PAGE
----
Monday, June 5, 2017

This is an Uprising

Are you part of the Resistance? Did you become "political" only after an election result you couldn't imagine ahead of time and still can't accept? Or, like me, have you been pressing for social change in the U.S. for decades, whether it was popular or not?

Either way, you must read this book. Mark and Paul Engler help all of us understand what we're doing, how we fit a pattern that has happened before in history, and how to learn from traditions of revolt to create a winning strategy.

Particularly important right now: read this book to make sense of the rush of activity in the first half of 2017 and what will come next, to be prepared for highs and lows and periods when it feels like nothing's happening and we might have wasted our time--but if we use the quiet times wisely, we come back stronger.

The authors tell us that there are at least two important models for creating social change. The one that has received most study is the long-term systematic community organizing, power building approach associated with Saul Alinsky. That model has proven itself, but all by itself, it doesn't give us enough insight to understand what's happened since the November 2016 election in the U.S. (or during the Civil Rights Movement, or the Arab Spring, or the movement that overthrew Milosevic in Serbia, or Earth First!, Occupy Wall Street, or the movement that won marriage equality in the U.S.).

The other, more decentralized approach is what they call "momentum-based organizing" or "protest movements" or simply, "uprising." Frances Fox Piven is the writer most associated with this approach. It calls for creating "moments of the whirlwind" when the whole debate changes and what seemed impossible suddenly becomes a widely-supported demand.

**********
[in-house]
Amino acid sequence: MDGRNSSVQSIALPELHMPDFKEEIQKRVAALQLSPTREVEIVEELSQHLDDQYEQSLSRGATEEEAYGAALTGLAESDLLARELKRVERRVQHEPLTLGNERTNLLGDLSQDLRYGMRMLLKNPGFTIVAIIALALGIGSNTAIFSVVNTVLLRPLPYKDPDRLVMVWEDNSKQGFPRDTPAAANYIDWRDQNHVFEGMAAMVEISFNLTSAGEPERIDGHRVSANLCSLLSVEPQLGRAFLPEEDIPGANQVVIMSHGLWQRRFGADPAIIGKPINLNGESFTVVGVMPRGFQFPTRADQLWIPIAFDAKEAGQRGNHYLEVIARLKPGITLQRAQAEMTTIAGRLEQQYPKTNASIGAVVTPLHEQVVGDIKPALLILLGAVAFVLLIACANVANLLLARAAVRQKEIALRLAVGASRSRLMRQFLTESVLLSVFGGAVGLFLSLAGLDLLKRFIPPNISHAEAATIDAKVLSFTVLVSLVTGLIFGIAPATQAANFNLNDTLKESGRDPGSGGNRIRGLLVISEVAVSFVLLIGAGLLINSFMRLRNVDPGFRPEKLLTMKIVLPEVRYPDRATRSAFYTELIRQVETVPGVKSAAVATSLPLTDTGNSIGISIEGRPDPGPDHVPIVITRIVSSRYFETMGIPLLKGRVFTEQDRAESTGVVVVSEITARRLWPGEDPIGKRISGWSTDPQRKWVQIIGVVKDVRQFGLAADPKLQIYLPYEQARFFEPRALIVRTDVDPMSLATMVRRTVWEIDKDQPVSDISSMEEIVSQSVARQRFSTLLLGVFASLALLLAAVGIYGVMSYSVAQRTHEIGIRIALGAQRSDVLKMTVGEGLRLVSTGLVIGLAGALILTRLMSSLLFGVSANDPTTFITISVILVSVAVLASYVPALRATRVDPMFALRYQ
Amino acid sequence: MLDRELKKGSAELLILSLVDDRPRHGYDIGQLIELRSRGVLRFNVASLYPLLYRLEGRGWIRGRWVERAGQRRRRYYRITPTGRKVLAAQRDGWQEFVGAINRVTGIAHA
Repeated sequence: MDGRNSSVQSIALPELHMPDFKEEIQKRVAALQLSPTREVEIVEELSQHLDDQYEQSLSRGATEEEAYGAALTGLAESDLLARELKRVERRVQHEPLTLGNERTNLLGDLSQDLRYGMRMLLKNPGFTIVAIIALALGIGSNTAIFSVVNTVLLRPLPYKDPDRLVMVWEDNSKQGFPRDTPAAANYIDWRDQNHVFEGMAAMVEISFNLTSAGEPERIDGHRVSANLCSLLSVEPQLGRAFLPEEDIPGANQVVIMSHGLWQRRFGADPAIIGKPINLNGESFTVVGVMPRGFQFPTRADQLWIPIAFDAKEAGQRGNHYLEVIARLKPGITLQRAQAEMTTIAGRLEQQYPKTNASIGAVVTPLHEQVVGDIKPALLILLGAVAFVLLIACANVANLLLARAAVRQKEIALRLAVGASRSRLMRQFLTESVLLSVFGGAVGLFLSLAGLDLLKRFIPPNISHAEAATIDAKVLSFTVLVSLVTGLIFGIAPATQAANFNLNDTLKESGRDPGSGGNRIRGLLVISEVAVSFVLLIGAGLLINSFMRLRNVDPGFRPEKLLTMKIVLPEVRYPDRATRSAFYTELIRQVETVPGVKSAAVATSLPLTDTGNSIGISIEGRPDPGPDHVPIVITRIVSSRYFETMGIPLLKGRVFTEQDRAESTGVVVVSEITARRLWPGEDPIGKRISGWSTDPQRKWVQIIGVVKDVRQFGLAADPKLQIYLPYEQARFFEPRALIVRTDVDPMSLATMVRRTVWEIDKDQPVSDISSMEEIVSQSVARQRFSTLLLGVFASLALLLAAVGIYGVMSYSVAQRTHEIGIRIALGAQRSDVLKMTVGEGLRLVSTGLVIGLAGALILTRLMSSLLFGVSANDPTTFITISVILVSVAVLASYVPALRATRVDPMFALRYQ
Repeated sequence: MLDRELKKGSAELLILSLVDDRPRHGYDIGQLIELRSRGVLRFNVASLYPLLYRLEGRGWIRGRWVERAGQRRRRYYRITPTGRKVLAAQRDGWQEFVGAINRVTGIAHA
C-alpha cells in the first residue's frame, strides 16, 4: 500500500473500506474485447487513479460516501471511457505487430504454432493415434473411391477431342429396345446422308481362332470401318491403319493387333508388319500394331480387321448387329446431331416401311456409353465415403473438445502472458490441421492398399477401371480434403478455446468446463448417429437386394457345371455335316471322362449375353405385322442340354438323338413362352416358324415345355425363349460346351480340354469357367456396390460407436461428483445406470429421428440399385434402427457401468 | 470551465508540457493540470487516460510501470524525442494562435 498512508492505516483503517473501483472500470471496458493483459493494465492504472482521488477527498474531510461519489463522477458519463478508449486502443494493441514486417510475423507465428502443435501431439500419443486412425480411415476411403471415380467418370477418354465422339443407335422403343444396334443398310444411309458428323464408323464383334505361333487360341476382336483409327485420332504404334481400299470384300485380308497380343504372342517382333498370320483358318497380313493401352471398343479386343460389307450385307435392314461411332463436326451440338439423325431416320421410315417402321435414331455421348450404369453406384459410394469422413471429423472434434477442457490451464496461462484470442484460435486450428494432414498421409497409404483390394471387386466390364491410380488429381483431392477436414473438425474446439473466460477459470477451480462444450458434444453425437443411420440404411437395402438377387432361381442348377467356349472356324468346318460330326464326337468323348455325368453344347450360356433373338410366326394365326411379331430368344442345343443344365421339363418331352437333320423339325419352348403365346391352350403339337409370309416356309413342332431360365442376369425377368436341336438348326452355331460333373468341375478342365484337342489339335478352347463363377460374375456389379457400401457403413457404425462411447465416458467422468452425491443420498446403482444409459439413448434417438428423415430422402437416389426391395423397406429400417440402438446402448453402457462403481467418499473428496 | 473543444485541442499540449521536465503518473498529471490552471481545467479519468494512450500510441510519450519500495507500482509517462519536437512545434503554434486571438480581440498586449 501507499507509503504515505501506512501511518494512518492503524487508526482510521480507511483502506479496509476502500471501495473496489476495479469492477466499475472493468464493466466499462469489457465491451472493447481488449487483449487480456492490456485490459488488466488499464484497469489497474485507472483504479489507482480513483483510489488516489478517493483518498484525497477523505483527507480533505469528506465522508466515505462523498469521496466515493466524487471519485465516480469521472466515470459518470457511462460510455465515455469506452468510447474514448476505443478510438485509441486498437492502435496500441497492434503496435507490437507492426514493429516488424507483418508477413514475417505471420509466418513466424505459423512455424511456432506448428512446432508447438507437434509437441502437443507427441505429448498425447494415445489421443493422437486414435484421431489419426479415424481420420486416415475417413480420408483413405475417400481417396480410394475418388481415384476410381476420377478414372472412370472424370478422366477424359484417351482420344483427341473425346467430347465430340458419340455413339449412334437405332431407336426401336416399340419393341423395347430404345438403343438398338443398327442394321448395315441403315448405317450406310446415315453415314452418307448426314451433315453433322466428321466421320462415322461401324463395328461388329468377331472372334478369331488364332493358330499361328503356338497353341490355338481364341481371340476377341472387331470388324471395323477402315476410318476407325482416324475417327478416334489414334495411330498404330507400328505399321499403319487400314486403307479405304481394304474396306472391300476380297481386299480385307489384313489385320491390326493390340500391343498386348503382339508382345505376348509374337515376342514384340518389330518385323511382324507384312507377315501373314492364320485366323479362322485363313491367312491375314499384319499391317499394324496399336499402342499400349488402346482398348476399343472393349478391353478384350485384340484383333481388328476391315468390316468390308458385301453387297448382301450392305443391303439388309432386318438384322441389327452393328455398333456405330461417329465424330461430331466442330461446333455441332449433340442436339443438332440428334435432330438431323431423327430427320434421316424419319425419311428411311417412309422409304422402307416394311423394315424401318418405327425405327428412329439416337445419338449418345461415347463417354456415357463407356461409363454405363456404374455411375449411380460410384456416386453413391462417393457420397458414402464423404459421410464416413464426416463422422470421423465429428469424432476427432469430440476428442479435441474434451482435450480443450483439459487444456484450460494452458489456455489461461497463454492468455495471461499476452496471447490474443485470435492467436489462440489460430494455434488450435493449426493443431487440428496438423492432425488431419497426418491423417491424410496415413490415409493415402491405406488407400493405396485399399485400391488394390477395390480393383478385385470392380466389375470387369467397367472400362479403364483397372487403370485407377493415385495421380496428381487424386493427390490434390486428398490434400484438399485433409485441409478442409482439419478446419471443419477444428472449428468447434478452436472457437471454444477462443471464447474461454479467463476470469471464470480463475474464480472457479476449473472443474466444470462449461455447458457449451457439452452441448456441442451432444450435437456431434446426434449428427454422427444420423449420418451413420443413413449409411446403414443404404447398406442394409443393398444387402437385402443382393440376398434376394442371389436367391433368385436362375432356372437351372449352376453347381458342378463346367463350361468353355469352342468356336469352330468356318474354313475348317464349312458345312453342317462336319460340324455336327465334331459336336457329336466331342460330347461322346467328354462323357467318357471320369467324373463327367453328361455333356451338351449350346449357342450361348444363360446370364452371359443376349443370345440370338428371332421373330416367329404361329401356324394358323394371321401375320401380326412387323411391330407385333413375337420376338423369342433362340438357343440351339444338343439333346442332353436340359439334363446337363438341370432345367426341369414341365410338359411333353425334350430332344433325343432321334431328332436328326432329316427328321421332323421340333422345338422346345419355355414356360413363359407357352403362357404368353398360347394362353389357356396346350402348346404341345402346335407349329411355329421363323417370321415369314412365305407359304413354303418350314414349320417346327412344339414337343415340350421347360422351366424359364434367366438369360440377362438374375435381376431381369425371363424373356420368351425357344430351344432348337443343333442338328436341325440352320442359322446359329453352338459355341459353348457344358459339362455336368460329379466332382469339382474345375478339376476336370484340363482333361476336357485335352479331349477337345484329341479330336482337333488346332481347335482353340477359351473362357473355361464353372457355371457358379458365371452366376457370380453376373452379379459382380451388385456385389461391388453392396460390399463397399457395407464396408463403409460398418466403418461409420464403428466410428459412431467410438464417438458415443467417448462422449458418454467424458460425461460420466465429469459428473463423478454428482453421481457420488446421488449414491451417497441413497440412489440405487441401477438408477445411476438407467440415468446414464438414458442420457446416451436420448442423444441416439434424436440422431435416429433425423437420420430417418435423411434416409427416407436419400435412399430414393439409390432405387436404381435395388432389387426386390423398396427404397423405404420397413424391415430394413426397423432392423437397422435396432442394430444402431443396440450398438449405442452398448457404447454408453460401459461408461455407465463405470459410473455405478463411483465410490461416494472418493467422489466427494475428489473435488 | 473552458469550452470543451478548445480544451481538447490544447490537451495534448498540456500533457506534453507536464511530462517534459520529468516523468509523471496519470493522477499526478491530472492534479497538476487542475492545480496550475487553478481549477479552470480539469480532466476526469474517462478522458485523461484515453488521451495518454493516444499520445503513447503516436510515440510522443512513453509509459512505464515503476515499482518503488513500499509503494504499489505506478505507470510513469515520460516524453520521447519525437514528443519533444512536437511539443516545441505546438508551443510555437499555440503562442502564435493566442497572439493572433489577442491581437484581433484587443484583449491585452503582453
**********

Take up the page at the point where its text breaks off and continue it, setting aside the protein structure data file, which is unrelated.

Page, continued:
Yes: creating. These moments don't arise by themselves. Movement strategists get them started, or at very least, keep them growing. This book is about how we can be movement strategists.

It's impossible to create a formula for uprising, and the authors wisely don't try. What they do give us is a set of lessons about what worked.
  1. Shared strategy, spread through mass training. 
  2. A firm commitment to nonviolence.
  3. People working in parallel to get the pillars of society ("the military, the media, the business community, the churches, labor groups, the civil service, the educational establishment, and the courts, among others") to withdraw their cooperation from the regime.
  4. Symbolic demands that dramatize the injustice of the current regime.
  5. "Escalating, militant, and unarmed confrontation."
  6. Being willing to make a visible personal sacrifice to gain the sympathies of the public.
  7. Being willing to polarize opinion and face opposition.
  8. Making strategic judgments about what kind of bad press not to encourage.
  9. Understanding that movements will go through cycles, from peaks of activity to fallow times when long-term institution-building may be the most powerful thing we can do.
  10. Finding ways that movements, institutions, and countercultures can all support and build off one another.
Not all efforts to create change prevail over the long term. But those that do tend to see themselves as part of an ecology that is made healthier when different traditions each contribute: mass mobilizations alter the terms of political debate and create new possibilities for progress; structure-based organizing helps take advantage of this potential and protects against efforts to roll back advances;  and countercultural communities preserve progressive values, nurturing dissidents who go on to initiate the next waves of revolt.